Tenants served with an eviction notice days after Ida; with nowhere else to go

Published: Sep. 11, 2021 at 9:47 PM CDT
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NEW ORLEANS (WVUE) -Some renters at the Saulet Apartments in New Orleans say property managers are trying to evict them in a matter of days following Hurricane Ida with no other options and nowhere else to go.

After filing a cease-and-desist notice against the property, one attorney says these renters do have rights.

Having newly moved into the Saulet Apartments on Annunciation street, Kaiya Wilkes says she wasn’t going to risk riding out hurricane Ida there. She evacuated and returned to find some ceiling damage and mold.

“Obviously I can’t live there with the mold so I picked up what I could,” said Wilkes.

She left again hoping she could come back after repairs so she could finish her degree.

That is until she read an eviction email from the complex sent on Friday, September 10 saying she had to be out within five days, September 15, or risk losing all of her belongings.

“I wasn’t given an option I was just kicked out. They knew about the damage in my apartment a lot longer than before Friday because I was there on Sunday, and there were maintenance people in my apartment already and they hadn’t even contacted me saying there had been damage in the apartment. I don’t feel like I should have to pay to move because of something that wasn’t my fault, and I especially shouldn’t have to be on a time crunch for it,” said Wilkes.

“Big companies with a lot of monies usually easily push people around so there are laws to prevent this kind of a moral illegal possibly unethical conduct,” said attorney Kenneth Bordes.

Three residents with the same eviction notice are trying to stay in their apartments.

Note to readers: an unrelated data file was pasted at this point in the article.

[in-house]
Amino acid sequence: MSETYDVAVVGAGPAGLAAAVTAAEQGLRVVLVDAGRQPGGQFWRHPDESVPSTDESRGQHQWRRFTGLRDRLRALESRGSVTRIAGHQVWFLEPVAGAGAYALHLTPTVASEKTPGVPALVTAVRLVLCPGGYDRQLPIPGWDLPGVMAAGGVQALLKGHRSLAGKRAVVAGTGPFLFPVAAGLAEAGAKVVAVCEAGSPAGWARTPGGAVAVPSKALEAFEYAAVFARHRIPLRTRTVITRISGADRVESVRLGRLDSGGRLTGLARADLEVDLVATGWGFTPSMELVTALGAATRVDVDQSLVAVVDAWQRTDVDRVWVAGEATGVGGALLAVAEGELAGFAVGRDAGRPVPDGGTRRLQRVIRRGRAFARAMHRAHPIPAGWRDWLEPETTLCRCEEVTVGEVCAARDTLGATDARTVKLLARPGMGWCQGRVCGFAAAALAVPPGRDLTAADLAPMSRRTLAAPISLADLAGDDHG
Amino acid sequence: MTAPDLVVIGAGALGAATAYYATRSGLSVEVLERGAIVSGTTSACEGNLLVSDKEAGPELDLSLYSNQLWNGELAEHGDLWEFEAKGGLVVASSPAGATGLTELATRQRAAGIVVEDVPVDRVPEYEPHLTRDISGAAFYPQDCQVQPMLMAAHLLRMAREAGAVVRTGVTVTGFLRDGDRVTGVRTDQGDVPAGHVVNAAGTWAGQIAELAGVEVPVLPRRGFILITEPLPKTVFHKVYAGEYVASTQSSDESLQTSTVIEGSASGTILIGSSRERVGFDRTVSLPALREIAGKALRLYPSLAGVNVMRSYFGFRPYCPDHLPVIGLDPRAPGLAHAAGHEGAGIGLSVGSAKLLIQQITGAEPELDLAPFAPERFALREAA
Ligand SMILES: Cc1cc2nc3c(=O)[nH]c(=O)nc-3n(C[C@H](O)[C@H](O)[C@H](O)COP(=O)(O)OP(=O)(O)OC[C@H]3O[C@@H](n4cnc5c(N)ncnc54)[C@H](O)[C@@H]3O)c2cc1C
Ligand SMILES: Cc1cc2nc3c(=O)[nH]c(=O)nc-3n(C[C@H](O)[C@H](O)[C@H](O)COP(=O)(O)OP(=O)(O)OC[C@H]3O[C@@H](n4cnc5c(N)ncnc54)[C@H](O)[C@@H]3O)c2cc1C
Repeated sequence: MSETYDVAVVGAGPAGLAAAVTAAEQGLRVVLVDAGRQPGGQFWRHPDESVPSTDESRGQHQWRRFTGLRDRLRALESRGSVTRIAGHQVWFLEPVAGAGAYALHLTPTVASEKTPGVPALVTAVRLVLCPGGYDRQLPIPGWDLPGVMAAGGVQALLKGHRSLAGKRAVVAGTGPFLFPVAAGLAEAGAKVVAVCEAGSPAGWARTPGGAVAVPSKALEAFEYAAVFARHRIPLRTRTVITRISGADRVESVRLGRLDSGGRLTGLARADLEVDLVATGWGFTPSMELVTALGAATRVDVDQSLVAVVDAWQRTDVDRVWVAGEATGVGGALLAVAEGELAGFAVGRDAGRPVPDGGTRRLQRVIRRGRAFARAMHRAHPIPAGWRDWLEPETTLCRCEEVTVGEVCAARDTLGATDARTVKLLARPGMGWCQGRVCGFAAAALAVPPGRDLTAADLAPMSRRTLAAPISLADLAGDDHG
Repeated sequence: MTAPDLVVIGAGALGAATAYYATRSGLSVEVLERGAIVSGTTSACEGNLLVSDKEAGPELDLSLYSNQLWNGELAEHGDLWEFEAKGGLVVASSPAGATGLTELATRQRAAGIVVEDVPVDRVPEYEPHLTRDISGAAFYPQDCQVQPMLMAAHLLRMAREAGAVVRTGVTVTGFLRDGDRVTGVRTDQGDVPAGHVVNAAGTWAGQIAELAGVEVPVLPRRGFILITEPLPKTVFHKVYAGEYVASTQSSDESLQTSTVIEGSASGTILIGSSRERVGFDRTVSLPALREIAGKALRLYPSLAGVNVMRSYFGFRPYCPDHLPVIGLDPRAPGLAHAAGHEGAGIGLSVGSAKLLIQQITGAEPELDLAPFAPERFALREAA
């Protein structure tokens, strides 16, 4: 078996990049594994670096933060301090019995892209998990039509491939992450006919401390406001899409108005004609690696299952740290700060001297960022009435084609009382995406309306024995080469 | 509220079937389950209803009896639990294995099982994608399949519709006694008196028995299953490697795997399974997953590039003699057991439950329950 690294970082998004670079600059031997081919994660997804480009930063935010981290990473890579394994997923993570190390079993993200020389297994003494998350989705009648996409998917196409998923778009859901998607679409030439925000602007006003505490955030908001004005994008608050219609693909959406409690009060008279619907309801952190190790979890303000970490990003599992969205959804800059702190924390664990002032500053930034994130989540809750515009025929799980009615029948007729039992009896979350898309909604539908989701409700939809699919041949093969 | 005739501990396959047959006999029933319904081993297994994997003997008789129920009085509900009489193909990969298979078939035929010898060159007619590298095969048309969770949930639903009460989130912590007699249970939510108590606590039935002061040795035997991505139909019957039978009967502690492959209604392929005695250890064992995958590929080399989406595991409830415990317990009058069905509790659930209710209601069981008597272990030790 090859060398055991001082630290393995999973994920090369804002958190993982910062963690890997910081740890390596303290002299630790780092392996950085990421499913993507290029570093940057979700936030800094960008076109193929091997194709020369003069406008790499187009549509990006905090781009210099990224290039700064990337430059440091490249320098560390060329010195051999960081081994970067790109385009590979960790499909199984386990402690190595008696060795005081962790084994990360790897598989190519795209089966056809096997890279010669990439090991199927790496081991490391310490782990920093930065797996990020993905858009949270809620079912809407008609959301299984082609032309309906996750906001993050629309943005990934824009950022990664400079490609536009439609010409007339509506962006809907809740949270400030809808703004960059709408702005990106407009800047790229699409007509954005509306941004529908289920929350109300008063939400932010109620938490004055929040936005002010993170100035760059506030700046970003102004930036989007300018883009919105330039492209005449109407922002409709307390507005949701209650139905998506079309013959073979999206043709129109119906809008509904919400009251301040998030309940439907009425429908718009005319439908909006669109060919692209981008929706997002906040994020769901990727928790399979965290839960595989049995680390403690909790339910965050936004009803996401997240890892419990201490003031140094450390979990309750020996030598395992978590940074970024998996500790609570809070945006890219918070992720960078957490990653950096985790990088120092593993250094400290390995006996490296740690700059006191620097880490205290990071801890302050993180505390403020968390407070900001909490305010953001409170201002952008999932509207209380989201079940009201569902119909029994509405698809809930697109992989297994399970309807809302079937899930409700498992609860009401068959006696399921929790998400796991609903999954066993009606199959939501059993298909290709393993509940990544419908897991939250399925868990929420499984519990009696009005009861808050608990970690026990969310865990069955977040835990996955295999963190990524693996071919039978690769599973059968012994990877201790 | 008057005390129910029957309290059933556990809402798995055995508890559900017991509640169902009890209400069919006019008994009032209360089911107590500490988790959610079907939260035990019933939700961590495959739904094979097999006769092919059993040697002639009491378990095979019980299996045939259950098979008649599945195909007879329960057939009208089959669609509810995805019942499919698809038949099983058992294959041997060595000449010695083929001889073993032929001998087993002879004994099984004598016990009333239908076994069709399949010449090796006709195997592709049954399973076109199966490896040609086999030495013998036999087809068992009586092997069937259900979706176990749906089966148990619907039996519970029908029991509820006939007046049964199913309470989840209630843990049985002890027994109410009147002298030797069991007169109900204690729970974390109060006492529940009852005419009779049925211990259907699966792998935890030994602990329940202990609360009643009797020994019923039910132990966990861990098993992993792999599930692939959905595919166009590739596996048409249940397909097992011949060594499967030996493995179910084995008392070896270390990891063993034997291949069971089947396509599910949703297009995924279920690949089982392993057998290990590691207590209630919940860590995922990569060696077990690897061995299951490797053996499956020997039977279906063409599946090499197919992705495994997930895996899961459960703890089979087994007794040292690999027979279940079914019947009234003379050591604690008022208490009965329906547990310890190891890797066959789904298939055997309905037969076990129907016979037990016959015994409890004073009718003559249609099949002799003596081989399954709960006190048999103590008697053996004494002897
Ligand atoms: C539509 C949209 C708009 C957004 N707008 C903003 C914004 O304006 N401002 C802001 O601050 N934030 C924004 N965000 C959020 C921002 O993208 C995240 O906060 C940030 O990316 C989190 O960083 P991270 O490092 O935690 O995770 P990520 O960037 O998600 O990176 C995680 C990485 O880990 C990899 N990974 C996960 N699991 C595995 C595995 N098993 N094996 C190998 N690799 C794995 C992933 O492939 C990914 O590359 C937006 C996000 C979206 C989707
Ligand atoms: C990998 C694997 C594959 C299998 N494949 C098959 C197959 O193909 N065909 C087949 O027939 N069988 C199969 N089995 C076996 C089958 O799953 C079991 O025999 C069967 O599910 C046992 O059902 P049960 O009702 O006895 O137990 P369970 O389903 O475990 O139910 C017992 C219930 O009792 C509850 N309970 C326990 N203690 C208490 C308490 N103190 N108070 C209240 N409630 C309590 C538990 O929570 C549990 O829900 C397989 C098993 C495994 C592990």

Attorney Kenneth Bordes filed a cease and desist letter on their behalf.

He says the complex is claiming damages are storm-related, but says these residents filed work orders for the same damages months before.

Not only that, but he says the lease agreement clause the complex claims to give them the right to evict doesn’t even exist.

“It’d be nice to know why someone is trying to terminate your legal lease that you have a legal right to it’s out of contract that is enforceable that they cannot breach so if they’re going to do that explain where 26.5 is in the lease,” said Bordes.

With phone calls, emails, messages, and faxes unanswered, Bordes reminds Louisiana renters the governor extended the eviction moratorium following Ida.

“If they wanna disturb your peaceful possession that’s on them and they’re going to have to answer for that, you have a right to a place that is your property no one can be evicted right now per the governor’s order,” said Bordes.

For Wilkes who just wants to finish her degree in a safe and healthy apartment, she fears that the future is also now in limbo.

“We just went through a hurricane and to be evicted right after a natural disaster is very upsetting,” said Wilkes.

Bordes says per his conversations possibly hundreds of tenants could be facing the same eviction notice.

We reached out and left messages with the property manager, Tonya Hingle but have not yet heard back.

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